"Dummy Words" Have No Meaning

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In English grammar, a dummy word is a word that has a grammatical function but no specific lexical meaning. This is also known as a syntactic expletive or a dummy subject. In English, the verb do is sometimes referred to as the dummy auxiliary or dummy operator.

Examples and Observations

  • "That first winter, it rains and rains as if we have moved to some foreign place, away from the desert; it rains and it rains, and the water comes up to the back step and I think it will enter the house."
    (Beth Alvorado, Anthropologies: A Family Memoir. University Of Iowa Press, 2011)
  • "What do you want out of me? A marriage counselor? All I know is this: nobody's very big in the first place, and it looks to me like everybody spends their whole life tearing everybody else down."
    (Ken Kesey, One Flew Over the Cuckoo's Nest. Viking Press, 1962)
  • "Everything was so still. Occasionally there were the hums and clicks of a lawnmower or the shrieks of a band of children heading home from school. There were the insects and the birds. It was a straightforward, simple life she had chosen."
    (Alice Elliott Dark, "In the Gloaming." The New Yorker, 1994)
  • "Do" as the Dummy Operator and "It" as a Dummy Subject
    "[T]he verb do, used as an auxiliary, is often called the dummy operator because it has no meaning of its own but exists simply to fill the 'slot' of operator when an operator is needed to form (for example) negative or interrogative sentences. In a similar way, it can be called a dummy subject when it fills the subject slot in sentences like: It's a pity that they wasted so much time."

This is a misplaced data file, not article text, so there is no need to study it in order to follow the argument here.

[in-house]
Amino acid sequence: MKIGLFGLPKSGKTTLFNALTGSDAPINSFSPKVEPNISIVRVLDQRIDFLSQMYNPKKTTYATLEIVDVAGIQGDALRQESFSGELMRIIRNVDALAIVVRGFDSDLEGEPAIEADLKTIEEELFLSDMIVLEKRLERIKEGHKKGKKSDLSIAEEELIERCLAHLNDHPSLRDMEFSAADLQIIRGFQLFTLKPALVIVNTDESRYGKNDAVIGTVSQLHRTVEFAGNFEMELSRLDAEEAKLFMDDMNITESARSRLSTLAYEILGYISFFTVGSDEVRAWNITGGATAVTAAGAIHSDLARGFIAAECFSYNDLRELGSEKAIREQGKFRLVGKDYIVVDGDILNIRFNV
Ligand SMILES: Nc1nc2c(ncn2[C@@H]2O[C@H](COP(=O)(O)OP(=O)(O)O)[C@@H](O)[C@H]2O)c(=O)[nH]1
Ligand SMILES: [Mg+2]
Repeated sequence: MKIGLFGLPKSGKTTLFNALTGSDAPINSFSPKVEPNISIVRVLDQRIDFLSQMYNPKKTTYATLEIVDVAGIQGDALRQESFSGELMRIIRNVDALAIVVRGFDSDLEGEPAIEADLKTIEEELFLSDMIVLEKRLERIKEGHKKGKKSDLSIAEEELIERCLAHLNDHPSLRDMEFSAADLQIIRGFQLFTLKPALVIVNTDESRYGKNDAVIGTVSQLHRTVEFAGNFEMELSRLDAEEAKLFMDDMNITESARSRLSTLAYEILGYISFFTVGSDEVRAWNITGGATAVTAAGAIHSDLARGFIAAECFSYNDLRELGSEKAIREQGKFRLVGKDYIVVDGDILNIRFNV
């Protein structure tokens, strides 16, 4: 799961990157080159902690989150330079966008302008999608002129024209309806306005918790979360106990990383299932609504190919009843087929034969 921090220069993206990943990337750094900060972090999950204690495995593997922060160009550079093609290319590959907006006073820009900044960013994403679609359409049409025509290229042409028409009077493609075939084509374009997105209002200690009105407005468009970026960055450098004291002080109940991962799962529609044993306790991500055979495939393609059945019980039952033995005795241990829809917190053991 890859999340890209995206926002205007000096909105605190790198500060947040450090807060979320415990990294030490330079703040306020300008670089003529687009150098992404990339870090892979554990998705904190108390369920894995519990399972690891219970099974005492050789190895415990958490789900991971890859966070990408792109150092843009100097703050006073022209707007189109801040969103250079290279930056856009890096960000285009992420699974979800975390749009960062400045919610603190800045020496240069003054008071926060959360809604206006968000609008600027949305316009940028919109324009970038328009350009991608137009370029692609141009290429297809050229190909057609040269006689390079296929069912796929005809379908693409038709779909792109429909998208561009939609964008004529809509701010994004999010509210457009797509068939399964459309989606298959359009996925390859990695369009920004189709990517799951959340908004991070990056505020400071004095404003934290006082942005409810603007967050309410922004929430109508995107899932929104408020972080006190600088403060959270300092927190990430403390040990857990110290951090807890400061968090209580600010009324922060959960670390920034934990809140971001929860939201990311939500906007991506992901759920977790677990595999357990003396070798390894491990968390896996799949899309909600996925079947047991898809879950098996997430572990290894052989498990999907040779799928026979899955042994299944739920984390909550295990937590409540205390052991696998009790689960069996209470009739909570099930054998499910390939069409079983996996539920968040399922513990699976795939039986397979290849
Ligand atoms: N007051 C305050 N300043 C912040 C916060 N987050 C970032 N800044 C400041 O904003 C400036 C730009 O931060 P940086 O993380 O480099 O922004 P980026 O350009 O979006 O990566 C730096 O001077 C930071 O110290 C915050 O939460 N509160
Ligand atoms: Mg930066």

(Geoffrey N. Leech, A Glossary of English Grammar. Edinburgh University Press, 2006)
  • Dummy Pronouns
    "There are also pronouns that don't mean anything at all. Dummy pronouns, they're called, and we come across them all the time (you read one in the previous sentence). They're those pronouns that exist only because the English language demands that each sentence contain a subject: the it in 'It's raining' or the there in 'There is a shed in my back yard.' (Note: the there only works as an example of a dummy pronoun if I am not pointing to a shed, and am nowhere near my back yard.)"
    (Jessica Love, "They Get to Me." The American Scholar, Spring 2010)
    "In the case of reference, the meaning of a dummy word can be determined by what is imparted before or after the occurrence of the dummy word. In general, the dummy word is a pronoun.
    I see John is here. He hasn't changed a bit.
    She certainly has changed. No, behind John. I mean Karin." (J. Renkema, Discourse Studies. John Benjamins, 2004)
  • "There" as a Dummy Subject
    "By using there as a dummy subject, the writer or speaker can delay introducing the real subject of the sentence. There is called a dummy subject... because it has no meaning in itself—its function is to put the real subject in a more prominent position."
    (Sara Thorne, Mastering Advanced English Language. Palgrave Macmillan, 2008)
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Your Citation
Nordquist, Richard. ""Dummy Words" Have No Meaning." ThoughtCo, Aug. 26, 2020, thoughtco.com/dummy-word-grammar-1690486. Nordquist, Richard. (2020, August 26). "Dummy Words" Have No Meaning. Retrieved from https://www.thoughtco.com/dummy-word-grammar-1690486 Nordquist, Richard. ""Dummy Words" Have No Meaning." ThoughtCo. https://www.thoughtco.com/dummy-word-grammar-1690486 (accessed March 28, 2023).